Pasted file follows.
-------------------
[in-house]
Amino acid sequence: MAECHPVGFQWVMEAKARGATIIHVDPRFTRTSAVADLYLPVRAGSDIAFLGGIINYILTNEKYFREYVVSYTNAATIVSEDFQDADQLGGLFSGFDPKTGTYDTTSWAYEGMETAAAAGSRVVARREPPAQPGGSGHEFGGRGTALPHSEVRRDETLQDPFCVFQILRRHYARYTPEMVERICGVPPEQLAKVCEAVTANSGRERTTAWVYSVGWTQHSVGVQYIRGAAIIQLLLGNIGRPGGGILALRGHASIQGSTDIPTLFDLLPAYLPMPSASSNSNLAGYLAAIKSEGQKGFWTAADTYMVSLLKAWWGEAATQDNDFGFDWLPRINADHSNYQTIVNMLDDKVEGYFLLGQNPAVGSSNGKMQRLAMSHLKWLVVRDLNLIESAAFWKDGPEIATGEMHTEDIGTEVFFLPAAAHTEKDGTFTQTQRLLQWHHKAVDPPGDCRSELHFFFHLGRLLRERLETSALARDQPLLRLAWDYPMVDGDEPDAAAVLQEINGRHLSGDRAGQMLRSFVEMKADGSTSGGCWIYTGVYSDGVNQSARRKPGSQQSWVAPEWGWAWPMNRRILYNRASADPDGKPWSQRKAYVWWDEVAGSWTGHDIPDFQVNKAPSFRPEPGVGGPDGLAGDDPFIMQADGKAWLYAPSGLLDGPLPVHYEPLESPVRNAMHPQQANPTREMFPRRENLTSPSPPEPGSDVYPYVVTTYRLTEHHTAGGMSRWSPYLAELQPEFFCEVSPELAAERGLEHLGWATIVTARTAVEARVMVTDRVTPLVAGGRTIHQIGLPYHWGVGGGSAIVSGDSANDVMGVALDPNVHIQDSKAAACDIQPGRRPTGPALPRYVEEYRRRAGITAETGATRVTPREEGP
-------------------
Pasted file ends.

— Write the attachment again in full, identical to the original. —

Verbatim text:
[in-house]
Amino acid sequence: MAECHPVGFQWVMEAKARGATIIHVDPRFTRTSAVADLYLPVRAGSDIAFLGGIINYILTNEKYFREYVVSYTNAATIVSEDFQDADQLGGLFSGFDPKTGTYDTTSWAYEGMETAAAAGSRVVARREPPAQPGGSGHEFGGRGTALPHSEVRRDETLQDPFCVFQILRRHYARYTPEMVERICGVPPEQLAKVCEAVTANSGRERTTAWVYSVGWTQHSVGVQYIRGAAIIQLLLGNIGRPGGGILALRGHASIQGSTDIPTLFDLLPAYLPMPSASSNSNLAGYLAAIKSEGQKGFWTAADTYMVSLLKAWWGEAATQDNDFGFDWLPRINADHSNYQTIVNMLDDKVEGYFLLGQNPAVGSSNGKMQRLAMSHLKWLVVRDLNLIESAAFWKDGPEIATGEMHTEDIGTEVFFLPAAAHTEKDGTFTQTQRLLQWHHKAVDPPGDCRSELHFFFHLGRLLRERLETSALARDQPLLRLAWDYPMVDGDEPDAAAVLQEINGRHLSGDRAGQMLRSFVEMKADGSTSGGCWIYTGVYSDGVNQSARRKPGSQQSWVAPEWGWAWPMNRRILYNRASADPDGKPWSQRKAYVWWDEVAGSWTGHDIPDFQVNKAPSFRPEPGVGGPDGLAGDDPFIMQADGKAWLYAPSGLLDGPLPVHYEPLESPVRNAMHPQQANPTREMFPRRENLTSPSPPEPGSDVYPYVVTTYRLTEHHTAGGMSRWSPYLAELQPEFFCEVSPELAAERGLEHLGWATIVTARTAVEARVMVTDRVTPLVAGGRTIHQIGLPYHWGVGGGSAIVSGDSANDVMGVALDPNVHIQDSKAAACDIQPGRRPTGPALPRYVEEYRRRAGITAETGATRVTPREEGP